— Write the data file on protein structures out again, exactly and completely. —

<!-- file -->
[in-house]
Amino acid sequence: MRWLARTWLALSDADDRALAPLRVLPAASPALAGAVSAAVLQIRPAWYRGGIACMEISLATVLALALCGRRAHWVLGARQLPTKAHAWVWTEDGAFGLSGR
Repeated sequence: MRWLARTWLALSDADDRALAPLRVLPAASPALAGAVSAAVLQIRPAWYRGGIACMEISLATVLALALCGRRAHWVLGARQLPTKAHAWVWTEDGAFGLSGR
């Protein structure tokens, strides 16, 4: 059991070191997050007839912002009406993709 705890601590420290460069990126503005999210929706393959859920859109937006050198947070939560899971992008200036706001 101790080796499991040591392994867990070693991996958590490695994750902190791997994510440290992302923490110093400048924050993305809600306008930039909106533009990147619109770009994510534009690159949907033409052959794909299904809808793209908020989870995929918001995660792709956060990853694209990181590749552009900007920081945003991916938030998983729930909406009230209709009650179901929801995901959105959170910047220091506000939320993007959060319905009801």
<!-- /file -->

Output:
[in-house]
Amino acid sequence: MRWLARTWLALSDADDRALAPLRVLPAASPALAGAVSAAVLQIRPAWYRGGIACMEISLATVLALALCGRRAHWVLGARQLPTKAHAWVWTEDGAFGLSGR
Repeated sequence: MRWLARTWLALSDADDRALAPLRVLPAASPALAGAVSAAVLQIRPAWYRGGIACMEISLATVLALALCGRRAHWVLGARQLPTKAHAWVWTEDGAFGLSGR
């Protein structure tokens, strides 16, 4: 059991070191997050007839912002009406993709 705890601590420290460069990126503005999210929706393959859920859109937006050198947070939560899971992008200036706001 101790080796499991040591392994867990070693991996958590490695994750902190791997994510440290992302923490110093400048924050993305809600306008930039909106533009990147619109770009994510534009690159949907033409052959794909299904809808793209908020989870995929918001995660792709956060990853694209990181590749552009900007920081945003991916938030998983729930909406009230209709009650179901929801995901959105959170910047220091506000939320993007959060319905009801």